Description

This is a division of application Ser. No. 07/133,570, filed Dec. 16, 1987, now U.S. Pat. No. 4,828,910.

BACKGROUND OF THE INVENTION

The present invention relates to forming three-dimensionally contoured articles such as automobile headliners. In the past, many automobile headliners have been formed by molding them of fiberglass reinforced polyester resin, often in a lay up molding process, as distinguished from thermoforming. One company molds such a product of glass reinforced polyester resin, laminated to a rigid urethane foam and covered by a soft urethane backed fabric. Such fiberglass reinforced polyester resin headliners act as a sound board, thus making the interior of the vehicle more noisy. Further, the lay up molding process is costly.

Some have eliminated the boardiness of fiberglass resin headliners by thermoforming a laminate comprised of a stiff structural yet thermoformable polystyrene foam layer and layers of kraft paper or a polymer film material bonded to either side of the foam. This laminate is covered with a soft polyurethane backed fabric. Thermoforming as opposed to lay up molding is cost effective. A laminate of a stiff polystyrene element with kraft paper or polymer film bonded to either side can be readily mass produced on automated equipment, cut into sheets, heated in a thermoforming operation and vacuum formed to shape. However, such headliners do not have sufficiently desirable sound absorbing properties because the kraft paper tends to reflect the sound rather than absorb it. The closed cell foam core itself is thought to be very effective in stopping sound transmission.

Many have endeavored to eliminate the paper or polymer film covering, from such laminates and substitute a nonwoven fabric mat on one or both sides of the stiff polystyrene foam element in order to achieve better sound absorbing properties. One problem with this and other thermoformable foam core laminates is that automobile headliners must be able to withstand relatively high environmental use temperatures, i.e., 185° F. The structural foam polystyrene-fabric laminate tends to delaminate and/or sag when exposed to such high temperatures. One reason for this is that the adhesive used to adhere the laminate components together has to be thermoplastic or equivalent in order to be thermoformable. Thermoplastic adhesives of higher melting points tend to lack the desired adhesive ability for adhering the foam core layer to the outer layers of the laminate.

Those skilled in this art have spent years searching unsuccessfully for solutions to these problems As a result, thermoformed kraft paper or polymer film and structural foam polystyrene laminate and molded fiberglass reinforced polyester resin based laminates remain the principal automobile headliner constructions in use today.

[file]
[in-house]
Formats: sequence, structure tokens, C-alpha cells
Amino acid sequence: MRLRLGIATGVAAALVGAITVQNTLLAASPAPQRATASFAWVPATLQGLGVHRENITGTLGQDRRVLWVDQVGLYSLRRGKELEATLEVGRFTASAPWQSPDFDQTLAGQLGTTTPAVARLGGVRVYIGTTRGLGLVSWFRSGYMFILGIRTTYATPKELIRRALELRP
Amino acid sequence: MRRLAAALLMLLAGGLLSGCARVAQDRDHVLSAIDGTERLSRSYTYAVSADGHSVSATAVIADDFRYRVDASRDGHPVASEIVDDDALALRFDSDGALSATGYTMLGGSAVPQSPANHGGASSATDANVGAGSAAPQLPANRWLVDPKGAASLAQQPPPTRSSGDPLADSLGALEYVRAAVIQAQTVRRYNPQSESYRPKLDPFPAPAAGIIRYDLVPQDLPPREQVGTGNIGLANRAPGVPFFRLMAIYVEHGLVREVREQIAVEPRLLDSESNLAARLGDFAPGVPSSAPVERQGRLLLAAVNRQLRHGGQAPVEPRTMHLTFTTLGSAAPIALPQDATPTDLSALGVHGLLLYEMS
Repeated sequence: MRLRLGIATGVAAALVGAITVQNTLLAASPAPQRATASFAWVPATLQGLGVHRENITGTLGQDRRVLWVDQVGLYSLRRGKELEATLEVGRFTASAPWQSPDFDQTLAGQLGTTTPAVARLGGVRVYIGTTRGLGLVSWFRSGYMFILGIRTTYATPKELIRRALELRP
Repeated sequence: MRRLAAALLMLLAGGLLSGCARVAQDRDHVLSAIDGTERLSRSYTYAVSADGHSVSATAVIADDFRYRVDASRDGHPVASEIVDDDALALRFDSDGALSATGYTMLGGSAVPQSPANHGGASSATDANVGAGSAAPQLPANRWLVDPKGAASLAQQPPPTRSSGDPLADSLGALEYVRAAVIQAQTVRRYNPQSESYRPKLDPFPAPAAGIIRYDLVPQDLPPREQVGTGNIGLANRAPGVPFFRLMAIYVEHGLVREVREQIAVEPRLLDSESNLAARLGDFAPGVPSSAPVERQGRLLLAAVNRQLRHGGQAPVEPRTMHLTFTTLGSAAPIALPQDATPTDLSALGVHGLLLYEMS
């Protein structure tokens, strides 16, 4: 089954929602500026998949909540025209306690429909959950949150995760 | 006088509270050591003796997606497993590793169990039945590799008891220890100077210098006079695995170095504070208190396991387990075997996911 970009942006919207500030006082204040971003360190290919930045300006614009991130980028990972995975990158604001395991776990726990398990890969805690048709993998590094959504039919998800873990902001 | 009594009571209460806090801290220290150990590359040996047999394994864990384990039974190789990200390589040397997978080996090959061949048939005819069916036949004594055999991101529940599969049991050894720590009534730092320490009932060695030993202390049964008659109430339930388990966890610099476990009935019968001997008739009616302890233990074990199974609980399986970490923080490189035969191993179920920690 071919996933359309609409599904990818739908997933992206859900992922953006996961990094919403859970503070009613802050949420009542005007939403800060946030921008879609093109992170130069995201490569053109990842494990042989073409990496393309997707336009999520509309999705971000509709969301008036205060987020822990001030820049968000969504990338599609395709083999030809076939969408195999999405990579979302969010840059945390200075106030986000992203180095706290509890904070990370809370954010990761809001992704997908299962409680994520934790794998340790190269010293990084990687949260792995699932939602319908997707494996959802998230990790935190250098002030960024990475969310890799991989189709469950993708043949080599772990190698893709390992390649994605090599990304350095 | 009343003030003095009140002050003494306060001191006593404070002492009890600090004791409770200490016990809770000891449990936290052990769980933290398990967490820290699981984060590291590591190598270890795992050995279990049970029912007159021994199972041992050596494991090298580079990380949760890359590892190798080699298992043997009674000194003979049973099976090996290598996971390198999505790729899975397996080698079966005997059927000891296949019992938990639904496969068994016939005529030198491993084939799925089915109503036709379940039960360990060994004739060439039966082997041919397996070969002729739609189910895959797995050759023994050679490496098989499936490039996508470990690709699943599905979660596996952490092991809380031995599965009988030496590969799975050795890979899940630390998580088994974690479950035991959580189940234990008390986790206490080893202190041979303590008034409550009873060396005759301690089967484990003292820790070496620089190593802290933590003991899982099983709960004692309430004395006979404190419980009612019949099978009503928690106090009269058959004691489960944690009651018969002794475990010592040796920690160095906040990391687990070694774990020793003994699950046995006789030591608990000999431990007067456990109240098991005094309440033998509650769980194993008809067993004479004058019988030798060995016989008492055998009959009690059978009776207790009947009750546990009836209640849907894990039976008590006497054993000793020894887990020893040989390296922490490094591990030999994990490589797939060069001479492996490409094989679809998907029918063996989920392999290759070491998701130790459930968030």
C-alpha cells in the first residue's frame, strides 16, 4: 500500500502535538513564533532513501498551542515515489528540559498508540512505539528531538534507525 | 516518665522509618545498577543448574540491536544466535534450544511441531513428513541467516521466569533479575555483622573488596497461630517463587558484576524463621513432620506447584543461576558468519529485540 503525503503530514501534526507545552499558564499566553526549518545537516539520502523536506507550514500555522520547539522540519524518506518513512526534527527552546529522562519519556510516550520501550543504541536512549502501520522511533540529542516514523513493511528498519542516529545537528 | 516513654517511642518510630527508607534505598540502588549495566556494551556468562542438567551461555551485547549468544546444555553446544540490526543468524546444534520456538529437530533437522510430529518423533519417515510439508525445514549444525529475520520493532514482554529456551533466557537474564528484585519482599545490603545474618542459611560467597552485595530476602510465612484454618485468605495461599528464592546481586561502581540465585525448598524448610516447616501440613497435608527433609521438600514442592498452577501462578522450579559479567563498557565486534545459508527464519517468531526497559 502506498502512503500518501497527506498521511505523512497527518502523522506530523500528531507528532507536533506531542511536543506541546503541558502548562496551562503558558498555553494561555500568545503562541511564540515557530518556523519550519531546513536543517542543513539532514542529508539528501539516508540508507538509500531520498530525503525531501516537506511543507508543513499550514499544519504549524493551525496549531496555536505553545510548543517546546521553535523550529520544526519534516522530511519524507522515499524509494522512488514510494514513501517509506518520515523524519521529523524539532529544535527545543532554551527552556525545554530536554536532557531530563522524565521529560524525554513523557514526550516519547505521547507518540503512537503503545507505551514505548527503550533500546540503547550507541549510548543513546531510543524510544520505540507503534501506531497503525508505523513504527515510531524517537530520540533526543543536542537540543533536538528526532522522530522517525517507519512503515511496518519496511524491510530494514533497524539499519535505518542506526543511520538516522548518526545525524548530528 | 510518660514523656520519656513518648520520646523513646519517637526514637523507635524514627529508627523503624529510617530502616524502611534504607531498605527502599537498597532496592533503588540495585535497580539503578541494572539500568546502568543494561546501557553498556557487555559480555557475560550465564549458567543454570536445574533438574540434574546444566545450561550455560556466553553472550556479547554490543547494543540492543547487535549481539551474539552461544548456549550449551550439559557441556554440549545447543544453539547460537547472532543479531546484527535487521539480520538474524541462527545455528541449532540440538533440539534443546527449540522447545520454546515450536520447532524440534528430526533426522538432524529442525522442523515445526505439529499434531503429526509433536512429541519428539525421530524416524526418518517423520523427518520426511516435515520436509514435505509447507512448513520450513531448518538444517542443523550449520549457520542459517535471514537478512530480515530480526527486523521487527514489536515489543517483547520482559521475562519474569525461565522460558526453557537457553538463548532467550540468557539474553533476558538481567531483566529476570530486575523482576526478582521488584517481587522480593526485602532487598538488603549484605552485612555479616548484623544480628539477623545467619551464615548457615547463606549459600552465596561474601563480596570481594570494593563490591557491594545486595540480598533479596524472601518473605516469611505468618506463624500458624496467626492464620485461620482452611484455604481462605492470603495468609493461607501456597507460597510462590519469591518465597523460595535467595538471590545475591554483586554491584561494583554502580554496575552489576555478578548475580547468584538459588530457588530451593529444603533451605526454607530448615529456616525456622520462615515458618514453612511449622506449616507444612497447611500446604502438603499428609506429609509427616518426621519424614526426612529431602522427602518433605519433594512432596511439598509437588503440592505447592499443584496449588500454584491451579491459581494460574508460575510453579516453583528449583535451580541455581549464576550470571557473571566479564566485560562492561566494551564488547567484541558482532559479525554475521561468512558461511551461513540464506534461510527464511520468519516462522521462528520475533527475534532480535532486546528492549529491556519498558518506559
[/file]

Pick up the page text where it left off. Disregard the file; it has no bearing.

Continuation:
SUMMARY OF THE INVENTION

In the present invention, it has been surprisingly found that substantially improved sound absorbing properties can be achieved using a laminate comprising a resilient, porous fibrous core layer, to which is adhered a fibrous, porous reinforcing mat to give the composite strength. Preferably, adherence is achieved by impregnating the fibrous, porous reinforcing mat with a thermosetting polymer immediately prior to molding the laminate material in a heated mold. Most preferably, a thermosetting, elastomeric polymer is used.

The resulting three-dimensional panel is porous and has excellent sound absorptive and/or sound deadening properties. It also has a desirable resilient feel. These and other objects, advantages and features of the present invention will be more fully understood and appreciated by reference to the written specification and appended drawings.

BRIEF DESCRIPTION OF THE DRAWINGS

FIG. 1 schematically illustrates a cross-sectional view of a laminated structure formed in accordance with the invention with the laminate layers shown separated for convenient illustration; and

FIG. 2 shows the same structure after molding, again with the laminate layers shown separated for convenient illustration.

DESCRIPTION OF THE PREFERRED EMBODIMENTS

In the preferred embodiment, laminate 10 includes a resilient, porous fibrous batt interior core member 3 having two outer surfaces, each of which is bonded to fibrous, porous reinforcing mats 2 and 4, respectively (FIG. 1). Bonding is achieved by coating fibrous mats 2 and 4 with an uncured thermosetting, preferably elastomeric resin, shortly prior to molding in a heated mold, where the thermosetting resin is cured. Preferably prior to molding, mat 2 is covered by a decorative cover material 1 and mat 4 is covered by a mold release liner material 5. Laminate 10 is moldable to form a predetermined geometrical configuration, typically exhibiting a three-dimensional shape having contoured surfaces characterized by the presence of one or more compound curves (FIG. 2).